What does it really mean to love? How do we practice love towards others? How do we practice love towards ourselves? Can we love others without loving ourselves? The word love here is used as a verb. It is an action and, I believe, it can be professed as true love only as much as our actions support it. That is, we have to behave in love in order to actually profess our love. I think sometimes, the words, “I love you” are used too loosely. The actions that would support love–accepting someone as they are, unconditionally–are often lost within this extremely important affirmation. Love is not conditional on someone changing. If someone needs to change to be loved, they are merely ‘fitting in’. If we need to change in order to feel worthy of love from others, it is not true love. To really love someone is to accept them as they are, with all their faults and shortcomings, with all their ups and downs and, especially, with all their shame and vulnerability.
I looked for images of “Love” to include here and almost all of them say, “Love is Blind”. What does that even mean? To love blindly would be like never seeing the person you are loving for who they are, wouldn’t it? I don’t think love should be blind to a person’s shortcomings; I think it should be open to their faults and vulnerabilities and to love them regardless. That is how we practice love! Through acceptance. For someone to be worthy of love, they shouldn’t have to change. If they need to change, it is not true love. Having said that, it does not mean that those we love don’t need to be accountable for their own actions, thoughts and feelings, they do! Just as we need to be accountable for ours.
In my mind, the love we hold for ourselves has to be the same as the love we hold for others or it is not true love. We don’t really love ourselves if we feel we have to change in order to be accepted by others. That is just conforming to others or trying to fit in. It is not self love. In order to truly love ourselves, we need to acknowledge who we are with all our idiosyncrasies and step out into the world bravely, imperfectly! Yes, we will change as we grow but we don’t need to change to love ourselves or to be loved by others. We must, I believe, embrace our shortcomings, accept them, if we are to truly love ourselves. Can we do that? Is self love achievable? I think it is; although, I wouldn’t say I’m quite in the flow of it yet. This kind of love takes tremendous courage, I believe more bravery than it takes to love someone else. We are more critical of ourselves than we are of others! Practicing self love takes heroism to a new and critical level.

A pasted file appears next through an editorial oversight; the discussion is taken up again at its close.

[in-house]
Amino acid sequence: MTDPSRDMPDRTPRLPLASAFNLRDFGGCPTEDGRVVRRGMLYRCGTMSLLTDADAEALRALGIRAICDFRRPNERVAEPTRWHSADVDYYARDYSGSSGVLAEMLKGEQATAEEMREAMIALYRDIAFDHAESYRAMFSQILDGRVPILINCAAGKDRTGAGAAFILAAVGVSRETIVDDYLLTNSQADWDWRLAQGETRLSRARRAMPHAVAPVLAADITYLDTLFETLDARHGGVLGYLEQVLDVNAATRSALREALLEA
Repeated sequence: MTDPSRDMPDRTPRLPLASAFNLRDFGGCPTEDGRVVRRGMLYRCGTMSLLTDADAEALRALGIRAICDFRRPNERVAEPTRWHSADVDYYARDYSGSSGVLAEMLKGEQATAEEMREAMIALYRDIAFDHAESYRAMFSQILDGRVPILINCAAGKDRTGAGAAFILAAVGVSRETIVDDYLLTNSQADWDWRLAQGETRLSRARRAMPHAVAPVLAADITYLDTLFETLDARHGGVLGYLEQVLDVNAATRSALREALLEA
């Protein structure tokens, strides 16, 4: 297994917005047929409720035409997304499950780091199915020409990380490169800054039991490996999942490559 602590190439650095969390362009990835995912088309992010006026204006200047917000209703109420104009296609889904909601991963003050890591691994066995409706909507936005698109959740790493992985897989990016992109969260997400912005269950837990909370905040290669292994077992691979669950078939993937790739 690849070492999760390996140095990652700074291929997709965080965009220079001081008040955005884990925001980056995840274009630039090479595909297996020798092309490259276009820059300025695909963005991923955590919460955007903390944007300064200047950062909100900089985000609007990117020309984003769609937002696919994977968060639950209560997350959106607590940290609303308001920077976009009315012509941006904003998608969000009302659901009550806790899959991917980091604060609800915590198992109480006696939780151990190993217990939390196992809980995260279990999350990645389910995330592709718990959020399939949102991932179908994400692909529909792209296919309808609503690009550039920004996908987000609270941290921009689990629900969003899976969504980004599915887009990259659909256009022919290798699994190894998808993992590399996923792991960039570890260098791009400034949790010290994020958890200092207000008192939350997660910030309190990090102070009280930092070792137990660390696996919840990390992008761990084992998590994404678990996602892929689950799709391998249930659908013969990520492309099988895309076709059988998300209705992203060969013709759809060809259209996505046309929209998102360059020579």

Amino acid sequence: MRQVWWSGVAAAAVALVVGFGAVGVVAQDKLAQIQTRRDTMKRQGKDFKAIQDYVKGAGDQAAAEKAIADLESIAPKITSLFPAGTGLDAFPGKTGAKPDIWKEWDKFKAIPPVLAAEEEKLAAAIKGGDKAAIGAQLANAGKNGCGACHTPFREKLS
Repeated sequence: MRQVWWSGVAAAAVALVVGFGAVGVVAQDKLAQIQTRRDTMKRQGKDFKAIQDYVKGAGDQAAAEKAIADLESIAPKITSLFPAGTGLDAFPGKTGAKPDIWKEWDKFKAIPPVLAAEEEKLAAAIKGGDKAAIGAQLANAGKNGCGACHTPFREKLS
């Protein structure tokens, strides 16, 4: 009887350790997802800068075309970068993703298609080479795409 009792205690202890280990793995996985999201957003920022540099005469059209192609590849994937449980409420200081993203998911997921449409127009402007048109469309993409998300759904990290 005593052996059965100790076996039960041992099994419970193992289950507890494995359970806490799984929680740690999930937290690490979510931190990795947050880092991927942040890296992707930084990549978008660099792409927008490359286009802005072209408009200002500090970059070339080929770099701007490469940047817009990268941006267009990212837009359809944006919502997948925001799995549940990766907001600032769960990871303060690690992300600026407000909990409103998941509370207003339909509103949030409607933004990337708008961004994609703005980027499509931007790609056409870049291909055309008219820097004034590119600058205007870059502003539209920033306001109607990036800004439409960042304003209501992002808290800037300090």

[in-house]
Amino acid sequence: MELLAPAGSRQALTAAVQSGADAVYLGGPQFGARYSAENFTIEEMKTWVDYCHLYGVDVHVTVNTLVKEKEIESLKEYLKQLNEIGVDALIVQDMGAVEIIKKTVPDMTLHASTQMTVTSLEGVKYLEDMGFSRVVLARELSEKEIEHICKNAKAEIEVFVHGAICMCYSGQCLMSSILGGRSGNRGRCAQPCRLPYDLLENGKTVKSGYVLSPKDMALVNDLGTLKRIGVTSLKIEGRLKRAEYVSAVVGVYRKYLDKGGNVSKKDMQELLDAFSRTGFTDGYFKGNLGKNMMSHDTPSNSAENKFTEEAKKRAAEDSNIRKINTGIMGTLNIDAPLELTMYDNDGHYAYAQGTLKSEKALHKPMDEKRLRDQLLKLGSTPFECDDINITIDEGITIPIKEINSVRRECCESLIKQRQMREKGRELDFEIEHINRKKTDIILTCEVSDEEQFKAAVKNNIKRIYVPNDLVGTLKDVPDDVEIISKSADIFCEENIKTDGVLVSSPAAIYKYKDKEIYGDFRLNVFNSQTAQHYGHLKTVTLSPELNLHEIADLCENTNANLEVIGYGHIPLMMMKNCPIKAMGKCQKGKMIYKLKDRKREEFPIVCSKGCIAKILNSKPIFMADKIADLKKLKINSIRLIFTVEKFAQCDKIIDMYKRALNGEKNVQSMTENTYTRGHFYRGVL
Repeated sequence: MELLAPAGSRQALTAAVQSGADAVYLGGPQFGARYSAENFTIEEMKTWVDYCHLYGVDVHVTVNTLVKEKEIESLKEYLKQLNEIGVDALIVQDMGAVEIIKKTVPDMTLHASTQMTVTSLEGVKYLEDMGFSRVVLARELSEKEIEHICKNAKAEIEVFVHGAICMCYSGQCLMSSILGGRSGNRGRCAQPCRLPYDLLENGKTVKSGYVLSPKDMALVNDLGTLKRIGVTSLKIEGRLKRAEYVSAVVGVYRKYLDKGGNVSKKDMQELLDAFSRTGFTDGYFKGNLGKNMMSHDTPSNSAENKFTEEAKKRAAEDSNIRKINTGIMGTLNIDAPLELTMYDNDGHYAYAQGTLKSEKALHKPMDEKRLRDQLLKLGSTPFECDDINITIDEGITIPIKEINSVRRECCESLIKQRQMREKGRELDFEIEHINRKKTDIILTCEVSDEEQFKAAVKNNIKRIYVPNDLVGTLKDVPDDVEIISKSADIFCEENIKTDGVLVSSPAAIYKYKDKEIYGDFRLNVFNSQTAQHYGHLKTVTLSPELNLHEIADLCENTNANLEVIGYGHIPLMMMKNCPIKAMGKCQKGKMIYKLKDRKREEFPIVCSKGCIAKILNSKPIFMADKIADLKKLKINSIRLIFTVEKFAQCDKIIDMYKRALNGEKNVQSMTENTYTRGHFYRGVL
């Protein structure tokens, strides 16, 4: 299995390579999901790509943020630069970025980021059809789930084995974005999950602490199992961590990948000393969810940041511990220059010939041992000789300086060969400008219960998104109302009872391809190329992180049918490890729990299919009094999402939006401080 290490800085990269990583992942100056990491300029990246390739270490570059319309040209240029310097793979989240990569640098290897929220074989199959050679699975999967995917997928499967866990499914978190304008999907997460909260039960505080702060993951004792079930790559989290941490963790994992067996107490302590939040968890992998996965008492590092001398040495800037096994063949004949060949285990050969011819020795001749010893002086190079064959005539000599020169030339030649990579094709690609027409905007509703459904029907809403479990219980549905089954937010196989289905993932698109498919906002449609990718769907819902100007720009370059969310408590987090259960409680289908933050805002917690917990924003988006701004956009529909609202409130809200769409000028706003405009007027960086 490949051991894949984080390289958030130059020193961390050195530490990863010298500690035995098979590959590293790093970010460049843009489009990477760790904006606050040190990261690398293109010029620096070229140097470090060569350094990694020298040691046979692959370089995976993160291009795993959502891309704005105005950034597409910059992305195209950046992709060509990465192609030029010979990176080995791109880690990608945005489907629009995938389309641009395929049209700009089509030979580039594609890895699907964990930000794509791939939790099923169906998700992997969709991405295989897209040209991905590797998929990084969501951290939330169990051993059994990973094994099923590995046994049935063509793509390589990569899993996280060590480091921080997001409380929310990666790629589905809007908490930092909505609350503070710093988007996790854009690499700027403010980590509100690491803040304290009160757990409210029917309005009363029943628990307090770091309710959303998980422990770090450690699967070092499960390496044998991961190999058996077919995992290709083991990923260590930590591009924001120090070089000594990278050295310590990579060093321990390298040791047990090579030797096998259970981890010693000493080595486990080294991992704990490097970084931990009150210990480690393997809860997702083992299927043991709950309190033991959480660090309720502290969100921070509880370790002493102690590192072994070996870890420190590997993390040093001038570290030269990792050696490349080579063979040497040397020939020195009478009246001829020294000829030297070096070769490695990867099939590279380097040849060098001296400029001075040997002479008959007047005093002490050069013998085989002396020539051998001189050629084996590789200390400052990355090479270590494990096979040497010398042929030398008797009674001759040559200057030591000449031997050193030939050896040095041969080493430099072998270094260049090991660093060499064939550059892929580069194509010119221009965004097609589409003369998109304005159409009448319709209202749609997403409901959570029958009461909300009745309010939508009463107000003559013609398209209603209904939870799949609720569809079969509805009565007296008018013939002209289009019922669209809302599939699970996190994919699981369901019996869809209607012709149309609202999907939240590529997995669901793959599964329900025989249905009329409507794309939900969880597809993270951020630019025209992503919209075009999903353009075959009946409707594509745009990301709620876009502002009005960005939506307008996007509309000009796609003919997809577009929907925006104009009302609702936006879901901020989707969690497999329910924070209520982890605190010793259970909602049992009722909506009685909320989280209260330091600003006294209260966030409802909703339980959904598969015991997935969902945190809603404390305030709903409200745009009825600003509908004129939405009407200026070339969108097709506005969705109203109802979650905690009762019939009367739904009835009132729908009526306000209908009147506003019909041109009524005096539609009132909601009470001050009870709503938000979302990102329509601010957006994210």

I was looking, again, at quotes for self love and I found many that consider “self love” as a prerequisite for loving others. I’m not sure I believe this; although, I could likely come up with arguments for both. Now, as I sit here contemplating this statement, I find myself questioning my own beliefs. I was of the mind that loving others wholeheartedly could be done without loving ourselves in the same way. I think of myself as an aunt and how much I love my nephews–especially when they were little–but how much I would chastise myself during that time. I was never good enough, brave enough or smart enough for myself, but I loved those boys as if they were my own and with every part of my soul. Now, as an afterthought, I have to wonder if I didn’t force some of my own degree of self-hate on them. I remember when they were twelve, I made up a binder of exercises they could do to build themselves up for hockey (they were both pretty good little hockey players). I think back now and wonder was it all too much at once? Did I overwhelm them with my enthusiasm for their little lives? It’s something I would have done for myself and expected myself to work through the entire binder in a week! If I had loved myself back then, would I have introduced them to a smaller, gentler approach? We will never know and I’m not going to beat myself up for it as I was only doing what I felt was right at the time. If one of them comes to me and blames me for their own lack of self-worth, I will honour their feelings but they are old enough to take responsibility for their own decisions now. I think we do the best we can for those we love unconditionally. While we’re always in a growth spurt ourselves, I guess we will make mistakes in the name of love. But we can’t allow those mistakes to control who we are now. We will always need to make amends as we are imperfect. I’ve gone off on a completely different tangent here and I apologize for dragging you all along.
So, I guess, the question is still up in the air, can we love others without loving ourselves? Yes, I’m asking!! What do you think? What are your stories? Thanks, Jaidan
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2 thoughts on “Living Love”
I think it’s a difficult question to answer if you’ve never not loved yourself – there might be behaviours I did that I didn’t like about myself but that’s not the same.
You’re right, our behaviour doesn’t define us in the same way as our love for ourselves does. I’m only just beginning to feel what it is like to love and heal myself and it is quite a difficult venture.